Successful Negotiations Start with Empathy
What does the other party want out of the deal?
Originally published: 04.01.12 by Michael Feuer
Every company’s mission statement should contain what the Federal Drug Administration calls a “black-box warning.” This is similar to what appears on each pack of cigarettes and on numerous medications approved by the FDA. For companies, a comparable admonishment should be: “Complacency is a silent value destroyer that can cause your business to fall behind competitors.” Remember you are in a race that has no finish line.
Most companies promote the promise of complete satisfaction to their customers, which is a good thing. However, fostering a state of satisfaction and contentment within your company’s culture is not. Am I promoting that all business leaders become malcontents? Yes, pretty much. To do otherwise can stifle innovation. You can bet that right this minute, others are thinking about how they can do what you do better, faster, and cheaper.
Forget for a moment that it’s politically correct to assert that competition is good. Frankly, as a CEO, I never once recall jumping out of bed in the morning and screaming, “Yippee, maybe today I’ll get a new competitor!” Yes, competition makes us all better but not
For survival, you must confront the potential of a new interloper head on. It is altogether fitting that your team pauses to celebrate a success. If you don’t, your troops will rightfully perceive you as an ungrateful curmudgeon or an unrelenting taskmaster — although there probably is some underlying truth in these assumptions.
A quick round of praise and toasting after a win are always appreciated by those involved. However, as soon as the party glasses are cleared from the table, it’s time to start planning your next iteration. This is just a simple matter of survival of the fittest. I’m frequently asked, “What are you going to do now that the big job is done?” My response is always, “If I’m doing my job efficiently, I’ll never be done.” Just look around and you will find examples of too many great ideas that were translated into a finished “must-have” product, only to, in short order, wilt and die on the vine. Does anyone remember Polaroid Instant Cameras, Sony Betamax Recorders, or Microsoft’s WebTV? All were initially heralded as the next best thing, only to fall from grace when the next generation was introduced — by a shrewd and heartless competitor.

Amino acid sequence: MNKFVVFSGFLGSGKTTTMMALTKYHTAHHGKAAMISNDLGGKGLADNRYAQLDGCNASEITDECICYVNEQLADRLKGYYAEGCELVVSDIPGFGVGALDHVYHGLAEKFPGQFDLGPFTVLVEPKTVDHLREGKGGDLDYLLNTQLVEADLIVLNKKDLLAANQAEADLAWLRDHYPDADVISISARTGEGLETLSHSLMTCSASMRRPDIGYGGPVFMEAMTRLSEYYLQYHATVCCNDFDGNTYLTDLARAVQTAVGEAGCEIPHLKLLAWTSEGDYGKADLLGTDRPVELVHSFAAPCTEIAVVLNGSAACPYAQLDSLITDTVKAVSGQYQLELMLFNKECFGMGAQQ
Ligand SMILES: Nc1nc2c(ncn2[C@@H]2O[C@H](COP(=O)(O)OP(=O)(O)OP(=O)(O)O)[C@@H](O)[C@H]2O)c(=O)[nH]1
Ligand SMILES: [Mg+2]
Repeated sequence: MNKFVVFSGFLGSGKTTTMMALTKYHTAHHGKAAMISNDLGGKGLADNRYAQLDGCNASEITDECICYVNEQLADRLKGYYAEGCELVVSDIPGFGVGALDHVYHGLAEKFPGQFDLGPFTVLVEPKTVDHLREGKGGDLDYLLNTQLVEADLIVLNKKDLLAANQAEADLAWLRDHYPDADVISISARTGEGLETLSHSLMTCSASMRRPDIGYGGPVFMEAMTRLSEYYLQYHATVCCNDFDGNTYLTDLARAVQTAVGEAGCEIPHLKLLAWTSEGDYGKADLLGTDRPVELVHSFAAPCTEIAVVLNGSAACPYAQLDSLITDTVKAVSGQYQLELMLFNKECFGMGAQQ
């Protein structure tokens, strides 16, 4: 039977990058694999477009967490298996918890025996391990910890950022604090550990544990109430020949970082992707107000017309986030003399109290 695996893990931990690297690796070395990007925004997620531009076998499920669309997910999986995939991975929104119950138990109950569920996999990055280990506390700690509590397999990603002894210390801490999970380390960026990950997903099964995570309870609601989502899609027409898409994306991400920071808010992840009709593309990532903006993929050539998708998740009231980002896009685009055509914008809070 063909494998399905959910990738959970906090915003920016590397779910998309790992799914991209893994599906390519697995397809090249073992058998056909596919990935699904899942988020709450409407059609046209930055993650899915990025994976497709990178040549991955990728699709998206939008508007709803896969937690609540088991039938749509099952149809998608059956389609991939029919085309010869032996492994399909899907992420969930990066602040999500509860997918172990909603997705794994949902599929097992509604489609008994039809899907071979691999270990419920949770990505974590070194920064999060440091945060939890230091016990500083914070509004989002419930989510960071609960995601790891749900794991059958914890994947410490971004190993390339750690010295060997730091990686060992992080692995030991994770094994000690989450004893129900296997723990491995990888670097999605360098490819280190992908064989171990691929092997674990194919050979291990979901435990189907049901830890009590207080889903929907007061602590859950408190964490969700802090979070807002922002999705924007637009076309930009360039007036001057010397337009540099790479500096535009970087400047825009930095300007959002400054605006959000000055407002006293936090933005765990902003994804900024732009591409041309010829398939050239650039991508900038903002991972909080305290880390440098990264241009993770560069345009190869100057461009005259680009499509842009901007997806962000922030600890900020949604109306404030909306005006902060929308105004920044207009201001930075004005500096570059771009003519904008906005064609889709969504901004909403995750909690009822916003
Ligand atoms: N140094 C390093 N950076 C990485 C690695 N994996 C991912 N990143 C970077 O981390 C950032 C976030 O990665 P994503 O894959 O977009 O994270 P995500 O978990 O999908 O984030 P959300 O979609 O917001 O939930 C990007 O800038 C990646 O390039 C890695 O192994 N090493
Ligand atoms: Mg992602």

How do you keep your organization energized knowing that once they’re done reaching a goal they’ll have to do it all over again, and then again and again? One effective method is to have more than one team ready in the wings to begin working on the same project. When Team A is done, the next new and improved version becomes the job of Team B. While Team B picks up the gauntlet, the original team starts on something completely different. Team A is satisfied by its accomplishments and can savor the moment while team members gain enthusiasm for their next undertaking. Team B, meanwhile, is motivated to top its predecessor with improvements that the first group may not have even envisioned. Competition within your own organization sure beats the competition that comes from outside.
As the leader, your job is to be not only the chief cook and bottle washer but also the head pot stirrer, always prodding the search for the unexplored or the unimagined. Some cynics may call you a malcontent but so be it, because if you’re not, you are almost guaranteed to be called much worse — a has-been.
Michael Feuer is co-founder of the mega office products retail chain OfficeMax, which he started in 1988 with one store and $20,000 of his own money, along with a then-partner and group of private investors. Michael Feuer appears courtesy of a partnership with Smart Business,www.sbnonline.com, which originally published this column.
What does the other party want out of the deal?
Everyone who chairs a business meeting should ask participants this same question at the conclusion of the session. One word of warning: Be prepared for some surprising responses.
Being the boss requires being a very good teacher. When a pupil is not measuring up, the first question is: How can you help, and what can you do to improve the person’s performance?
Trouble comes in many sizes and shapes, and often it comes in unexpected waves. As the boss, you must always be prepared to provide direction. While any one problem could be monumental, two or more are almost debilitating. Acting quickly can turn the tide in your favor.
- Premium Content -
Nonverbal communication speaks volumes about your style of management and how receptive you are to new ideas without worrying about who comes up with them. The best CEOs are the ones who know their people’s first names, a little bit about their personal lives, and their jobs.